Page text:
The other big criticism here is service interval and cost. Six months and 12,500km. Many other manufacturers have moved to 12 months and 15,000km. Forgive me for being an engineer here - but metallurgy is metallurgy, conditions inside conventional, similar engines really don’t vary that much, and oil technology is constant across the entire automotive industry.

The reason some companies, of which Subaru is one, are resistant to adopting a 12-month service interval is purely commercial. It’s tied to dealer profitability. Double the service interval and you halve the servicing cashflow in dealerships - it’s that simple. Dealers would hate that. In my view, that’s a poor justification for maintaining a hard-to-justify, expensive service interval. (Because the retailers wouldn’t like it.)  

There’s no good reason for six-monthly services in terms of available metallurgy or oil technology. So it’s either just a rip-off or inferior engineering. Subaru needs to try harder here because although the price of Outback at all grades is extremely sharp, the service cost is comparatively high - and certainly that’s something for you to consider before taking the decision to buy one.


subaru outback review


There are three engines and they all do a reasonable job getting the Outback from A to B - the 2.5i four-cylinder petrol is the sweet spot for me in this car. In a straight line the 3.6-litre six-cylinder goes a lot better, but I’m not so sure it goes $6500 better. So there’s a value proposition there for you to consider: how fast are you prepared to pay to go?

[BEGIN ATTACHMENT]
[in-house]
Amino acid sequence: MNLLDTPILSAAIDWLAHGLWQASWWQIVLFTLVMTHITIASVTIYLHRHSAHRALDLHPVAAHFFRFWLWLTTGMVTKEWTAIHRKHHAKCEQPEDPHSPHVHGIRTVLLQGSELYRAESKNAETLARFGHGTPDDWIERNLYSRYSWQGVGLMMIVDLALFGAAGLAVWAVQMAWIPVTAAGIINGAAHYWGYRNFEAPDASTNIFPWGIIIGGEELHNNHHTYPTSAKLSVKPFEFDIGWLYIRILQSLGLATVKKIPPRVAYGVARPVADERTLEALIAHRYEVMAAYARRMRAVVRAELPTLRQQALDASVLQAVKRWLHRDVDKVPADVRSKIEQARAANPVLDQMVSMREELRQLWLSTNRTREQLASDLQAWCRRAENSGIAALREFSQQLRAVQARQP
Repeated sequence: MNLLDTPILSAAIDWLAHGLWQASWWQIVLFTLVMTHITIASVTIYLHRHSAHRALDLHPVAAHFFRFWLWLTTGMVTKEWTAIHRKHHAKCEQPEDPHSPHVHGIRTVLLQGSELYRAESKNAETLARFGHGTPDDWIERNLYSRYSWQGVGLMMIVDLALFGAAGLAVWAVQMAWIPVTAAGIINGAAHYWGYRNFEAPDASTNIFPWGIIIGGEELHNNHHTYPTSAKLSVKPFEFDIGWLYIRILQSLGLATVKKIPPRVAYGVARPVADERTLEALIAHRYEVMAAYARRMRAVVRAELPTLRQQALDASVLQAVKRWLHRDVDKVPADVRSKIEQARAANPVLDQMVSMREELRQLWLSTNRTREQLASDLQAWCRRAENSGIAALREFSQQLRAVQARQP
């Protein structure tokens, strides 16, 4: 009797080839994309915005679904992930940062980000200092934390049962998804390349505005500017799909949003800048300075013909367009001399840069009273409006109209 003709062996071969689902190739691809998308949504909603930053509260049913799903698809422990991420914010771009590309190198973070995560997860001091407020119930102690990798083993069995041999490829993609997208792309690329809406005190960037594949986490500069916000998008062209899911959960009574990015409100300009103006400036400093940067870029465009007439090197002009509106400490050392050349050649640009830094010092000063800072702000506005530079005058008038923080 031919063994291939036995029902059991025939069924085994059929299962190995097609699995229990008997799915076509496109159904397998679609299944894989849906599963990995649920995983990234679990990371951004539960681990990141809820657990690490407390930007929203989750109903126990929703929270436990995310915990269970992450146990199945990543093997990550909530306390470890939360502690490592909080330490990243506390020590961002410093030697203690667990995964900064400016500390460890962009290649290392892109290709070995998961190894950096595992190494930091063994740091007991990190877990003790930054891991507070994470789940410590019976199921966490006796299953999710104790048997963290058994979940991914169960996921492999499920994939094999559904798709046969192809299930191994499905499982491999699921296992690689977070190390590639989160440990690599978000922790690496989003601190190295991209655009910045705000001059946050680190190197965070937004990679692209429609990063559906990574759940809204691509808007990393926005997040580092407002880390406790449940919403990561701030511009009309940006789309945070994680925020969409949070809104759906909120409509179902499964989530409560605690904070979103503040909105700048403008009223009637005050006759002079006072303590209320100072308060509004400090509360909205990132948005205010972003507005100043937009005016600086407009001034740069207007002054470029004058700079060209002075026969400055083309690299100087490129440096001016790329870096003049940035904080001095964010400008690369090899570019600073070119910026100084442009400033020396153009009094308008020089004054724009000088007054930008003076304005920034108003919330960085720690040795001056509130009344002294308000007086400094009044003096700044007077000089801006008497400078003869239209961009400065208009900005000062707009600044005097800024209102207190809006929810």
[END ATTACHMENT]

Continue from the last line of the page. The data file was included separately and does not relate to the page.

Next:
On the diesel front, I’m a bit underwhelmed by the Outback diesel - it is basically out-gunned by competitors’ two-litre diesels. The Hyundai-Kia 2.0-diesel makes 24 per cent more power and 14 per cent more torque - so I’m not totally sold on the Subaru diesel in terms of being up there with the best on a comparative basis.

If you get out of a bomby old car and drive an Outback diesel it will probably feel quite strong, but if you get out of a Hyundai Tucson or Kia Sportage diesel, it won’t. This is just one reason why you should never test drive a prospective new car against your crappy old car. More advice on How to Test-drive Like a Pro >>


Subaru Outback 2.5i
129 kW @ 5800rpm
235 Nm @ 4000 rpm

Subaru Outback 2.0D
110 kW @ 3600 rpm
350 Nm @ 1600-2800 rpm

Subaru Outback 3.6R
191 kW @ 6000 rpm
350 Nm @ 4400 rpm

Mazda CX-5 2.5petrol SKYACTIV-G
138 kW @ 5700rpm
250 Nm @ 4000 rpm

Hyundai-Kia 2.0D
136 kW @ 4000 rpm
400 Nm @ 1750-2750 rpm